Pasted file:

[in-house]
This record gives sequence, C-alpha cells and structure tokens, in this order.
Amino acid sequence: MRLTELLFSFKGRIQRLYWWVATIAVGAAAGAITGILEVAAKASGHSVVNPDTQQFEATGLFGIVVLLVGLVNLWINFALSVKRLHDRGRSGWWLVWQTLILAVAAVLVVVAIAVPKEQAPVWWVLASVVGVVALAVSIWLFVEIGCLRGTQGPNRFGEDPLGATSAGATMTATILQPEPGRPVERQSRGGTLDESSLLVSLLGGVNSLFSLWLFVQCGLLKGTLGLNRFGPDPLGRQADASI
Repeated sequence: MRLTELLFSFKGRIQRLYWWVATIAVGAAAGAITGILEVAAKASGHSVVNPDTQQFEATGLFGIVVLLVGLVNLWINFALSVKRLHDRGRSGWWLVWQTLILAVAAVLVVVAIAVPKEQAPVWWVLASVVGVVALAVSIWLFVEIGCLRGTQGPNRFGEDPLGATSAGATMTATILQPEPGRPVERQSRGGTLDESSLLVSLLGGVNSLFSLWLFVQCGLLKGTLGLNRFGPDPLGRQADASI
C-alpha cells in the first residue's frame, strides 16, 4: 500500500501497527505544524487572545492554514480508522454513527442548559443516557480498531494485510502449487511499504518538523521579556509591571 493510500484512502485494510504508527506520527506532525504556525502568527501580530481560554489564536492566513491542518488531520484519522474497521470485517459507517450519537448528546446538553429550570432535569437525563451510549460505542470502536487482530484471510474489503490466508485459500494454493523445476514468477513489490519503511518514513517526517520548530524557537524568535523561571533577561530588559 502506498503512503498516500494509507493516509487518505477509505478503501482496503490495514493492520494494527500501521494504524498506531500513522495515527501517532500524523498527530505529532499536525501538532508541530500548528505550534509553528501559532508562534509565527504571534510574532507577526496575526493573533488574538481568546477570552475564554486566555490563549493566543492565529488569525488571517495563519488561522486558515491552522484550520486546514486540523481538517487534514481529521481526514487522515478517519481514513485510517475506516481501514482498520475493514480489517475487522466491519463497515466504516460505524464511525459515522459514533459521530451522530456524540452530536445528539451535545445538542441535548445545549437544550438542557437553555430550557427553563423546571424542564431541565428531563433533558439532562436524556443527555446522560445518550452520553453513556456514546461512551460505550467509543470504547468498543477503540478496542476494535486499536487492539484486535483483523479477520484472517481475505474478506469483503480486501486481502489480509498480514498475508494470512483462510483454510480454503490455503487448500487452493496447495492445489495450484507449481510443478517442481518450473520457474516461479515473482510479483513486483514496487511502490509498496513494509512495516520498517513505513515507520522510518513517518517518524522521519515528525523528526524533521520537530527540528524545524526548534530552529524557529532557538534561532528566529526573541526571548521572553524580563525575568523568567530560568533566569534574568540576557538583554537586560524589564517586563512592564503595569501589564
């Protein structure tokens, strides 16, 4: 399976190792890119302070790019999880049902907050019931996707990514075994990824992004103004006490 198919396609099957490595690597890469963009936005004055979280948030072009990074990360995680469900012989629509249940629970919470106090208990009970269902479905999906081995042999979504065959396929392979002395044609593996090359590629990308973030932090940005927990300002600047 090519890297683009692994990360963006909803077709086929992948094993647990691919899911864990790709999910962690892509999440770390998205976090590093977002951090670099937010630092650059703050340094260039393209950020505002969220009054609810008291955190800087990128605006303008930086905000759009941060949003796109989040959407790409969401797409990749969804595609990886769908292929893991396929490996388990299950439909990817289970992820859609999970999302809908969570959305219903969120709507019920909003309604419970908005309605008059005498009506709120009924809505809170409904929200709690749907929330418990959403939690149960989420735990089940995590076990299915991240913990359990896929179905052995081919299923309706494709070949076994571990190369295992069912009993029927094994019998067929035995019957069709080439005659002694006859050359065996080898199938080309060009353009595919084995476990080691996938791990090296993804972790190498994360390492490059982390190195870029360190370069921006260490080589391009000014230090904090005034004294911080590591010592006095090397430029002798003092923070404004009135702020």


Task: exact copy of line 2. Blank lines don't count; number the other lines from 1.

This record gives sequence, C-alpha cells and structure tokens, in this order.